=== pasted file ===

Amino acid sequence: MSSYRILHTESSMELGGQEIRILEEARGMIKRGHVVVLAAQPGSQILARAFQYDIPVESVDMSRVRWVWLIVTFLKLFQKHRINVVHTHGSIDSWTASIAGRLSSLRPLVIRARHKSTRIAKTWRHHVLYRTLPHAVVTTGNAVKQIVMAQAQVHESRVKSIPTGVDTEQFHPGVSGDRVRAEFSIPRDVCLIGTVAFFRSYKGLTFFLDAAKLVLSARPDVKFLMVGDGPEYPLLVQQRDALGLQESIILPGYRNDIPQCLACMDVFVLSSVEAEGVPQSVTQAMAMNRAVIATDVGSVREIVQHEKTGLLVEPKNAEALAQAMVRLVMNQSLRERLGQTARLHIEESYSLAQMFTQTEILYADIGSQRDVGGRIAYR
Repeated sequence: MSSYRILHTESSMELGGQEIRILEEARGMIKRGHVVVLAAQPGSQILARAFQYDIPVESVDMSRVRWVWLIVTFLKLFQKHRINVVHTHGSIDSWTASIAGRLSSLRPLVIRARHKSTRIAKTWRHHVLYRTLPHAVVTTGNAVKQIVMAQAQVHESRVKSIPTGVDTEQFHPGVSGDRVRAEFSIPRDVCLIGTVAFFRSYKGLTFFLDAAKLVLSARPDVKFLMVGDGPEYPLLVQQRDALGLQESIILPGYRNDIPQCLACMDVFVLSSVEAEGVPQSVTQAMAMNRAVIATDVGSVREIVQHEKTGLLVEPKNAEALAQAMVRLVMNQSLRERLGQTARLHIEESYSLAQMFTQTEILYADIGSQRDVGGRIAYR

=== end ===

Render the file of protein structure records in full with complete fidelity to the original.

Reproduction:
Amino acid sequence: MSSYRILHTESSMELGGQEIRILEEARGMIKRGHVVVLAAQPGSQILARAFQYDIPVESVDMSRVRWVWLIVTFLKLFQKHRINVVHTHGSIDSWTASIAGRLSSLRPLVIRARHKSTRIAKTWRHHVLYRTLPHAVVTTGNAVKQIVMAQAQVHESRVKSIPTGVDTEQFHPGVSGDRVRAEFSIPRDVCLIGTVAFFRSYKGLTFFLDAAKLVLSARPDVKFLMVGDGPEYPLLVQQRDALGLQESIILPGYRNDIPQCLACMDVFVLSSVEAEGVPQSVTQAMAMNRAVIATDVGSVREIVQHEKTGLLVEPKNAEALAQAMVRLVMNQSLRERLGQTARLHIEESYSLAQMFTQTEILYADIGSQRDVGGRIAYR
Repeated sequence: MSSYRILHTESSMELGGQEIRILEEARGMIKRGHVVVLAAQPGSQILARAFQYDIPVESVDMSRVRWVWLIVTFLKLFQKHRINVVHTHGSIDSWTASIAGRLSSLRPLVIRARHKSTRIAKTWRHHVLYRTLPHAVVTTGNAVKQIVMAQAQVHESRVKSIPTGVDTEQFHPGVSGDRVRAEFSIPRDVCLIGTVAFFRSYKGLTFFLDAAKLVLSARPDVKFLMVGDGPEYPLLVQQRDALGLQESIILPGYRNDIPQCLACMDVFVLSSVEAEGVPQSVTQAMAMNRAVIATDVGSVREIVQHEKTGLLVEPKNAEALAQAMVRLVMNQSLRERLGQTARLHIEESYSLAQMFTQTEILYADIGSQRDVGGRIAYR